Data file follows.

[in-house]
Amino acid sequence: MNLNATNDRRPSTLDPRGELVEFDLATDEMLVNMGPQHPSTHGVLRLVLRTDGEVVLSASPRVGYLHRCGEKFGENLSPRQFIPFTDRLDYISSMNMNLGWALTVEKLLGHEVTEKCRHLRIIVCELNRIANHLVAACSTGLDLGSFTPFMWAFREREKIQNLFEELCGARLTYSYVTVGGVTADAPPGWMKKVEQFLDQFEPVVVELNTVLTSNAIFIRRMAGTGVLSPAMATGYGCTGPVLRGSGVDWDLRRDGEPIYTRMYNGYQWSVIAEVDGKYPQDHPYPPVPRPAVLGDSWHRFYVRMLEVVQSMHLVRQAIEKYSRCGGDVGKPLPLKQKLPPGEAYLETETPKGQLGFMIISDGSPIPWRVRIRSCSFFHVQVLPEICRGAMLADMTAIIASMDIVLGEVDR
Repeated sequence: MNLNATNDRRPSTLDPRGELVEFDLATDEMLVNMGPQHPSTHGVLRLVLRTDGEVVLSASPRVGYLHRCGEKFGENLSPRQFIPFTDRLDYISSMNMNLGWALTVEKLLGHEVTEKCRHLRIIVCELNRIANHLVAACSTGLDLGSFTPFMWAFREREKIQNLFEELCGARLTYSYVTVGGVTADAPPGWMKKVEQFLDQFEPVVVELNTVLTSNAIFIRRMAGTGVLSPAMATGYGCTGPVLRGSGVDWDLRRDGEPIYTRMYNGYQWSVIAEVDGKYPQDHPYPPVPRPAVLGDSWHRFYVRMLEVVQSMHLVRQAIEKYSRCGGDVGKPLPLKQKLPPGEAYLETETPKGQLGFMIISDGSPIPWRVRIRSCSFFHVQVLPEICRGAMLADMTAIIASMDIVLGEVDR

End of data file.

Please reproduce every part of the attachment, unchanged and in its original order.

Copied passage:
[in-house]
Amino acid sequence: MNLNATNDRRPSTLDPRGELVEFDLATDEMLVNMGPQHPSTHGVLRLVLRTDGEVVLSASPRVGYLHRCGEKFGENLSPRQFIPFTDRLDYISSMNMNLGWALTVEKLLGHEVTEKCRHLRIIVCELNRIANHLVAACSTGLDLGSFTPFMWAFREREKIQNLFEELCGARLTYSYVTVGGVTADAPPGWMKKVEQFLDQFEPVVVELNTVLTSNAIFIRRMAGTGVLSPAMATGYGCTGPVLRGSGVDWDLRRDGEPIYTRMYNGYQWSVIAEVDGKYPQDHPYPPVPRPAVLGDSWHRFYVRMLEVVQSMHLVRQAIEKYSRCGGDVGKPLPLKQKLPPGEAYLETETPKGQLGFMIISDGSPIPWRVRIRSCSFFHVQVLPEICRGAMLADMTAIIASMDIVLGEVDR
Repeated sequence: MNLNATNDRRPSTLDPRGELVEFDLATDEMLVNMGPQHPSTHGVLRLVLRTDGEVVLSASPRVGYLHRCGEKFGENLSPRQFIPFTDRLDYISSMNMNLGWALTVEKLLGHEVTEKCRHLRIIVCELNRIANHLVAACSTGLDLGSFTPFMWAFREREKIQNLFEELCGARLTYSYVTVGGVTADAPPGWMKKVEQFLDQFEPVVVELNTVLTSNAIFIRRMAGTGVLSPAMATGYGCTGPVLRGSGVDWDLRRDGEPIYTRMYNGYQWSVIAEVDGKYPQDHPYPPVPRPAVLGDSWHRFYVRMLEVVQSMHLVRQAIEKYSRCGGDVGKPLPLKQKLPPGEAYLETETPKGQLGFMIISDGSPIPWRVRIRSCSFFHVQVLPEICRGAMLADMTAIIASMDIVLGEVDR